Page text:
I found them! What a wonderful place to be a child! I’m so happy for them!
When I was a young child, our little house was in a eastside neighbourhood squeezed between a meat packing plant, an oil refinery, and a railway yard. No matter which way the wind blew it never smelled like a forest of flowers and evergreen trees.
When I was a child, I carried worries that were too heavy for a little kid. I thought God was mad at me all the time like everyone else seemed to be. I didn’t know that he actually liked me and wanted to be with me. It was many years before I could hear him calling me to come away with him, not to do a job for him, but because he loved me and wanted to be with me.
It’s so easy to say, “I’ll be happy when this is over, or when this is done.” We can have joy now, in this moment. I hear the loving invitation of my Lord inviting me to leave stress and worry behind, to come away with him, and appreciate the song that beauty sings here in the secret place he created for the two of us, here where he made it accessible. Here –in my heart.
Sorrow and Joy
From then on Jesus began to tell his disciples plainly that it was necessary for him to go to Jerusalem, and that he would suffer many terrible things at the hands of the elders, the leading priests, and the teachers of religious law. He would be killed, but on the third day he would be raised from the dead. (Matthew 16:21 NLT)
Sometimes I wonder what it must be like for people coming to Canada from tropical countries. If you have never seen it, would you believe it if someone told you, “There is a season coming when all the trees and plants and grasses will die? The world will be too cold for them to live and if you are not careful to find shelter and a source of heat you could die too. But don’t worry. After a few months of cold and long nights, they will come back to life again.”
I wonder if someone who has never heard of this or experienced it before would respond, “How exciting!’ or would they say, “No way! We will protect our gardens nd fields!” Many immigrants have told me their first winter was a shock and felt like it was never going to end.
Jesus told his disciples clearly, and more than once, precisely what was going to happen. When it did, they were shocked and dismayed. For all his declarations that Jesus would not be mistreated and killed under his watch, Peter had to face the fact that he was dead wrong. Jesus was arrested, humiliated, abused, and killed. The shock was so traumatizing it took a time before they remembered that he told them he would be raised after three days. But how? They still had no grid for that.
Yesterday, I passed by a vine-covered wall. There has been no sign of life on those bare branches for months. Now there is. What appeared to be dead is awakening to new life.
Today’s prompt word for Creative Meditations for Lent is Sorrow/Joy. Sometimes terrible things happen. We reel with the shock of photos of bodies in the streets in the Ukraine. We wail at the news of friends dying of Covid and other afflictions after we prayed with fervour and declared they would not die. We make plans for next week, next year, and the next decades and deny as much as possible that we live in mortal bodies that 1 Corinthians 15 reminds us are perishable, even though as believers in Christ we are promised eternal life.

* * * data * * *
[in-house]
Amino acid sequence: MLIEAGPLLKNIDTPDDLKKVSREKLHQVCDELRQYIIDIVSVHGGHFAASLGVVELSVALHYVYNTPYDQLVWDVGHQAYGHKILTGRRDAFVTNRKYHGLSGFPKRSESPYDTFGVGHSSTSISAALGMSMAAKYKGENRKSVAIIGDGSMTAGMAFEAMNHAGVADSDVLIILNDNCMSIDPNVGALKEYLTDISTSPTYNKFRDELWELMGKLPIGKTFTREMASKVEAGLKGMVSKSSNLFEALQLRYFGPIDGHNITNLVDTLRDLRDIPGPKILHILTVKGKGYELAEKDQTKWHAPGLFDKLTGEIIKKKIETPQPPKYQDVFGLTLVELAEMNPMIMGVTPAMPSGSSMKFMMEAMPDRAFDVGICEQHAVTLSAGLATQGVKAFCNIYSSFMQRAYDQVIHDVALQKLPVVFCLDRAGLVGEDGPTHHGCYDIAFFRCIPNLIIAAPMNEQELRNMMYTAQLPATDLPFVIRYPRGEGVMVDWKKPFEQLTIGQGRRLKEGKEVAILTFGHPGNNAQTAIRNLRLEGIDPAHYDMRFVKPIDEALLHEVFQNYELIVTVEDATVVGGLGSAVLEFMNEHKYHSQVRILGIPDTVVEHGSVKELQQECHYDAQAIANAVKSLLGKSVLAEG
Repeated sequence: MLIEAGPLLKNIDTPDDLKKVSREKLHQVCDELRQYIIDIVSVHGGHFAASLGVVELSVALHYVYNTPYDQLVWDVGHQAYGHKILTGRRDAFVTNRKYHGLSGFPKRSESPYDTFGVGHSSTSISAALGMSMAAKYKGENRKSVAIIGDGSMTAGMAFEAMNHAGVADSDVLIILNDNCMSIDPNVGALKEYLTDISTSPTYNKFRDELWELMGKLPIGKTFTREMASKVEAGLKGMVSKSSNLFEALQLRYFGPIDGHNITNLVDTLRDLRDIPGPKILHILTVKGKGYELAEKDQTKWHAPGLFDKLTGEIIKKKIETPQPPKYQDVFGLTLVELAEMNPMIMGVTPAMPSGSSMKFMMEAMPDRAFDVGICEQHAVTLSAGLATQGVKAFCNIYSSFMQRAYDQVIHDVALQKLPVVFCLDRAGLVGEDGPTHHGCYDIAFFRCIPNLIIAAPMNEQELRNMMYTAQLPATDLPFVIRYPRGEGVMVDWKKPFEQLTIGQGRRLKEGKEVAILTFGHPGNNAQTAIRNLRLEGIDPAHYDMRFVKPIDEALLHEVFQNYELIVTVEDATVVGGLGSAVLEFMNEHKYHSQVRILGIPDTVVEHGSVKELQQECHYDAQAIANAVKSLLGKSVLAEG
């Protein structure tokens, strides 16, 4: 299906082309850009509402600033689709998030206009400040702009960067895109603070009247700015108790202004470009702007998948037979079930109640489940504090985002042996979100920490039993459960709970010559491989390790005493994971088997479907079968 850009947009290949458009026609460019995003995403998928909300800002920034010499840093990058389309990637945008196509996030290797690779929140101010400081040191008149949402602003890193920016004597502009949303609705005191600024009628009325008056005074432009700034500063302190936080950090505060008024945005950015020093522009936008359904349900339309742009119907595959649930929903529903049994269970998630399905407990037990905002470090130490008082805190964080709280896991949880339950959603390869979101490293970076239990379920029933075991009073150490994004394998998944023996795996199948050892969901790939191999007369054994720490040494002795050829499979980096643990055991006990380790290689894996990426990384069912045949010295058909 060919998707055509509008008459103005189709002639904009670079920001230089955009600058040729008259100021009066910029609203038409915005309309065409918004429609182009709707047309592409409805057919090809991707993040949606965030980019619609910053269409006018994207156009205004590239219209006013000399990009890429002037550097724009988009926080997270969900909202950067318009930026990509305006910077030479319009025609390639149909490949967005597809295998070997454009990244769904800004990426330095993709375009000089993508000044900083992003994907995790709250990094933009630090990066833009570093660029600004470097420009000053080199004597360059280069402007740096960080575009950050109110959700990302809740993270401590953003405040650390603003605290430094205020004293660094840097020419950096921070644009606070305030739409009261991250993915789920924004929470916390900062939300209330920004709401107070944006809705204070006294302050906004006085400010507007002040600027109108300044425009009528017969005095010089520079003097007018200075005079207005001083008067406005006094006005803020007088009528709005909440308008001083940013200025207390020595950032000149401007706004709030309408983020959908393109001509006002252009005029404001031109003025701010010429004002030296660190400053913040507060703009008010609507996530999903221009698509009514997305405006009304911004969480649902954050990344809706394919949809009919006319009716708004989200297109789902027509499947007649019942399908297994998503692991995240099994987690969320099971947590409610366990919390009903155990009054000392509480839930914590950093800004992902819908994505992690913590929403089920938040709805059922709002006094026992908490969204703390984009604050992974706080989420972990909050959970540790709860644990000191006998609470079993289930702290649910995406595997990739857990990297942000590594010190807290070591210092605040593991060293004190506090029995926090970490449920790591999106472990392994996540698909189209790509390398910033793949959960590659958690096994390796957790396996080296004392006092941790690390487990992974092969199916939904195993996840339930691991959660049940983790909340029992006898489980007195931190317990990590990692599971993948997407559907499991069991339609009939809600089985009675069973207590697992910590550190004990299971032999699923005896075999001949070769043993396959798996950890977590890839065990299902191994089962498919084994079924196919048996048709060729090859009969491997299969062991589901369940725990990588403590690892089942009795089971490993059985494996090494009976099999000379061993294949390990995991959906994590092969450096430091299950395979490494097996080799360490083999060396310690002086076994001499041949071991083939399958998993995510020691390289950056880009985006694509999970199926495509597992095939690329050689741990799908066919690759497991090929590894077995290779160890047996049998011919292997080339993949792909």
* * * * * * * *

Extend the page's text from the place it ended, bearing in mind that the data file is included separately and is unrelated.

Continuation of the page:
Perhaps the lesson we can learn from new green leaves on a bare vine is this: Even though we have no grid for resurrection from the dead in new bodies, it will happen. There is more to the passage on running the race than I quoted earlier this week.
Therefore, since we are surrounded by such a great cloud of witnesses, let us throw off everything that hinders and the sin that so easily entangles. And let us run with perseverance the race marked out for us, fixing our eyes on Jesus, the pioneer and perfecter of faith.
For the joy set before him he endured the cross, scorning its shame, and sat down at the right hand of the throne of God. Consider him who endured such opposition from sinners, so that you will not grow weary and lose heart. (Hebrews 12: 1-3)
Oh, how I love the spring! What a harbinger of much greater joy!
Sometimes it takes me a while to figure out where my emotions are coming from. I agree with people who say we ought not to be led by emotions, but I don’t discount them. God created us with emotion for a reason. Jesus demonstrated a full range of emotional experience, and demonstrated their rightful place. Like the Psalmist I have been asking my soul, “Why are you downcast? Why are you disquieted?”
Grief has roots that tangle under the surface. You can’t tug on one without unsettling memories of other losses and separations. This time of pandemic-led physical separation, although not permanent (we hope), is also stirring up feelings of old losses. I miss my loved ones. I miss my friends. I miss my freedom. I know we shall soon meet again, but these nebulous emotions all end up in the same pot like some strange concoction of lament that ignores reason. It feels like grief.